Dr. Elizabeth Kubler-Ross, one of the world’s foremost authorities on the subject of death, describes the five universal stages of grieving: Denial, Anger, Bargaining, Depression and Acceptance (D-A-B-D-A) that people go through. How can DABDA help you, when you are coping with any severe loss, including facing your own death or the death of a loved one? Let us delve deeper into these different stages of grieving.
In the first stage, one denies the event altogether, refusing to accept reality due to the shock one is in. Typical responses are:
- ‘It can’t be … this is impossible.’
- ‘There must be a mistake.’
- ‘Nothing will happen, it’ll go away.’
In the second stage, one experiences a surge of anger. Angry responses can take many textures: some people explode, others implode and yet others suppress their emotion and maintain a neutral façade. Sadly and most often, anger is expressed and directed at those who are closest and safest ie, one’s family and friends.Typical angry responses are:
- ‘Why me?’
- ‘What have I done to deserve this?’
- ‘It’s so unfair!’
- ‘I hate being in this situation.’
Here, in the third stage, one tries to change – or at least postpone – the situation by striking a bargain; one is willing to bargain with oneself, with others, even with God. Some typical responses are:
- ‘If I behave as though nothing has happened, maybe no one else will notice.’
- ‘I’ll never touch another cigarette again. Can I have my health back?’
- ‘Please God, I’ll offer 24 rosaries in your praise, but take this suffering away from me and my family.’
- ‘Dear Lord, please take my life instead of my daughter’s.’
Bargaining techniques are not realistic or sustainable because they are usually based on a fantasy that one has cooked up in false hope. Many bargains are also difficult to spot because one makes them with oneself internally, and so they usually remain a secret.
In the fourth stage, everything feels wrong and one feels powerless to do anything about it. The grief is so deep that it turns into depression. One retreats into a dark cave, hoping that someone else will come and pull one out. Like anger, depression too can take many textures and may at times be hard to spot. Typical responses are as follows:
- ‘Nothing matters.’
- ‘I just don’t care anymore.’
- ‘Just assume I’m not here.’
In this stage, one becomes calm and peaceful; and can reconcile with both the event and its implications. Typical responses are:
- ‘So be it.’
- ‘Such is life.’
- ‘Normalcy is redefined forever for me.’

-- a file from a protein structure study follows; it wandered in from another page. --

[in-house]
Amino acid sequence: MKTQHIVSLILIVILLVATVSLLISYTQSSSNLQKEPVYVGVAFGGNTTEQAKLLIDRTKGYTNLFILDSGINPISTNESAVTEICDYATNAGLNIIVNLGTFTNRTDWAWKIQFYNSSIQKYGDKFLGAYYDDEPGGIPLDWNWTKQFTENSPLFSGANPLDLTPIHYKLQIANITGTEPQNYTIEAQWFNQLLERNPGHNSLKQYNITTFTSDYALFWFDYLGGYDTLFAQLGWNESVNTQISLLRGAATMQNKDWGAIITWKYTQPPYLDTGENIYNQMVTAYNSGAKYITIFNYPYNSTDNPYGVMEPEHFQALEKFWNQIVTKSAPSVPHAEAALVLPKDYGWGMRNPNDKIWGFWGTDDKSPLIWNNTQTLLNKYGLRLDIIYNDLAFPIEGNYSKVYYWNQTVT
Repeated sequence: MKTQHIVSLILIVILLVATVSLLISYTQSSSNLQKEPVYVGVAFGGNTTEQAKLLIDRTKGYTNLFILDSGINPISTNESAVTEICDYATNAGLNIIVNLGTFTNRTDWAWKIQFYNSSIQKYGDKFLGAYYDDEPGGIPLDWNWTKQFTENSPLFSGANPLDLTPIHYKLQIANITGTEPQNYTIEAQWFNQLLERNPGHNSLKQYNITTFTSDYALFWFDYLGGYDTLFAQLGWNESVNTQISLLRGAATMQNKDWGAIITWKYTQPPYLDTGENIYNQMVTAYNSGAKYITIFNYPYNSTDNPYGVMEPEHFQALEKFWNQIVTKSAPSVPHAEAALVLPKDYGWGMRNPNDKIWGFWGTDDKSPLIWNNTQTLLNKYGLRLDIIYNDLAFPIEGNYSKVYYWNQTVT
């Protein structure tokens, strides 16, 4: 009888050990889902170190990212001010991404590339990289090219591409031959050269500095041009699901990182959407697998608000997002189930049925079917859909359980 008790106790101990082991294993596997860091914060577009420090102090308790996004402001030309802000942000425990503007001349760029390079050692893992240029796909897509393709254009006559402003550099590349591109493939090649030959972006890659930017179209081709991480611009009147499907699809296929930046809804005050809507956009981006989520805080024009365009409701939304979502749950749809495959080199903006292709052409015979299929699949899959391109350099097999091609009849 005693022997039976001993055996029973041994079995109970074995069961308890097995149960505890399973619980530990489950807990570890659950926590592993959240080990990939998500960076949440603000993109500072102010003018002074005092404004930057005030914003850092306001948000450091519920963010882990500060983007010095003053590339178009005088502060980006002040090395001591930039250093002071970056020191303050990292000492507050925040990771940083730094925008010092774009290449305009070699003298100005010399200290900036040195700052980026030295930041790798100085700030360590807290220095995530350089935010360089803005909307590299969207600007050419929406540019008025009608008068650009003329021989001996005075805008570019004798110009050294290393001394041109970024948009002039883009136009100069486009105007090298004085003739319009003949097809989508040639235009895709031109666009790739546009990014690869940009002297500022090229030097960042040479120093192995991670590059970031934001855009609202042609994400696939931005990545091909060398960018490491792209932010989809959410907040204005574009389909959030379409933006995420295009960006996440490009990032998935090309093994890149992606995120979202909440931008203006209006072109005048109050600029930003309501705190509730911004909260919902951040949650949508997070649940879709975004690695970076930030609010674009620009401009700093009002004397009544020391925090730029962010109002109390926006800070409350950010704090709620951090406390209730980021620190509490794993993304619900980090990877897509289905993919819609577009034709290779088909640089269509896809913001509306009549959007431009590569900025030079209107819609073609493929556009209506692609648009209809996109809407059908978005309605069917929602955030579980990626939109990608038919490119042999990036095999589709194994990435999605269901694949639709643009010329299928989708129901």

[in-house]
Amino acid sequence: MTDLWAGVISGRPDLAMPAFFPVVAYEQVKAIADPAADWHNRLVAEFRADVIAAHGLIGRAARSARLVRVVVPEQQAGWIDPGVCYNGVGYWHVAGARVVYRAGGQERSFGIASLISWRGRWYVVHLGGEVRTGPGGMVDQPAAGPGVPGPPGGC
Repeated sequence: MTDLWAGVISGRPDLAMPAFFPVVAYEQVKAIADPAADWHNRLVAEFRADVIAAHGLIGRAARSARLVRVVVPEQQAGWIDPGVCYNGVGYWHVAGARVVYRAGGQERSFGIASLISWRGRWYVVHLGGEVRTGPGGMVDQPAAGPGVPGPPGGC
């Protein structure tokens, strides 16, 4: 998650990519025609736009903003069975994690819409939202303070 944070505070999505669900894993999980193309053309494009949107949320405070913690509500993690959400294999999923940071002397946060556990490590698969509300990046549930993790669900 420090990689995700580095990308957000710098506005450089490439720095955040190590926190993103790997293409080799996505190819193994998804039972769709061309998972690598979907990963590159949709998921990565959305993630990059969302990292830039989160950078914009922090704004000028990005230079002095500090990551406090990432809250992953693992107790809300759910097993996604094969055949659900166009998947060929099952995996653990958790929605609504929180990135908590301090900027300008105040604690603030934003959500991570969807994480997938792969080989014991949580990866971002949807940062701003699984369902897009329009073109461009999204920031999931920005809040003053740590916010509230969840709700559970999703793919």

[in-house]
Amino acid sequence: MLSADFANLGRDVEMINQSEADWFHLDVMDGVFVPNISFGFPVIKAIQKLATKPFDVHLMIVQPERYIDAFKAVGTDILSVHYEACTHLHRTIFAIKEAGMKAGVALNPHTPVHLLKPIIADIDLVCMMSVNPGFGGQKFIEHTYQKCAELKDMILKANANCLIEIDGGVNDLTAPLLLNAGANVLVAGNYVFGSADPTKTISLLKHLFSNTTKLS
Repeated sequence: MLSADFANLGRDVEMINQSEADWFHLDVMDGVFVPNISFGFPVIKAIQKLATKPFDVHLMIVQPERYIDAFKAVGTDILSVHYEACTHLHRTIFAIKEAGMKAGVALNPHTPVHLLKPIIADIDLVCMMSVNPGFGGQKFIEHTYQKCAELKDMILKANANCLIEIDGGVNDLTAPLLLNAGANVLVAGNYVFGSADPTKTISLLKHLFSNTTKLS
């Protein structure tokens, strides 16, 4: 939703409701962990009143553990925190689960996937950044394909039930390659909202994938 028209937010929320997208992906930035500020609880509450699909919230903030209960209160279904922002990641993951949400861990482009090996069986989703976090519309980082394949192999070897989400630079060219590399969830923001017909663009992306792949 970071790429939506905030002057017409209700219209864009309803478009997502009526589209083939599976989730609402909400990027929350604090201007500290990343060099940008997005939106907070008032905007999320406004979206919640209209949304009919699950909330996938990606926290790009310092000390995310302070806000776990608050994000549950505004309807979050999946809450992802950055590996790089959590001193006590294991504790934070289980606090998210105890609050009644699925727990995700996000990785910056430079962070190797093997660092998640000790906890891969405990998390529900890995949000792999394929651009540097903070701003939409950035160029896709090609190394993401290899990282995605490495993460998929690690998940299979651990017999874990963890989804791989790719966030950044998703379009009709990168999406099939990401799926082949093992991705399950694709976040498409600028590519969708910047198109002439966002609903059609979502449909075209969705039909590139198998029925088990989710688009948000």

- ‘OK, what changes do we make now?’
- ‘Where do I go from here?’
- ‘I’m ready for the future.’
Of course, the human psyche is neither neat nor precise, so these five stages overlap considerably. They are not strictly linear either; people can travel back and forth between them. Different people respond differently, with some people spending more time at one stage and less in another, but broadly, the sequence outlined above holds for the majority and jumping stages or taking shortcuts just doesn’t work.
- As a caregiver, how can you gauge and then support your loved one on the journey on the rocky road to real Acceptance?
- As the patient, at which stage do you find yourself most often? What support do you need to break through to the next stage?
- Sometimes, even Acceptance doesn’t last … you may have to cycle back through DABDA repeatedly … how will you handle this?
More from this series
|Title||About the article|
|Part 1: Death Unites Us All||Traditional societies were closely connected with nature’s continuous cycles of birth-growth-decay-death, and marked these rites of passage with specific and well-established rituals and sacraments. Modern society seems to have lost this close contact with these natural cycles.|
|Part 2: Five Stages of Grieving||Dr Elizabeth Kubler-Ross, one of the world’s foremost authorities on the subject of death, describes the four stages of Denial, Anger, Bargaining and Depression that people pass through when coping with any severe loss, including their own death.|
|Part 3: Cancer’s Five Shocks||With cancer, there are five major ‘shocks’ that a person/ his family has to deal with.|
|Part 4: What Actually Happens at the Time of Death||Caring for a dying person, especially at home can be difficult and daunting.|
|Part 5: Top Five Regrets of the Dying||Every single patient found their peace before they departed though, every one of them. When questioned about any regrets they had or anything they would do differently, common themes surfaced again and again. Here are the most common five.|
|Part 6: How to Die Before You Die||Perhaps the most exciting and empowering aspect of death is that it resets your clock to zero. By sharply ending what has gone before, it creates space for a new beginning – a rebirth of sorts.|
|Part 7: Quotes||We share some quotations (compiled by Arun Wakhlu) on the subject of Death|
|Part 7: Video (When I Die)||How do we approach death whilst embracing life? How can we change the conversation around death and palliative care for the terminally ill?|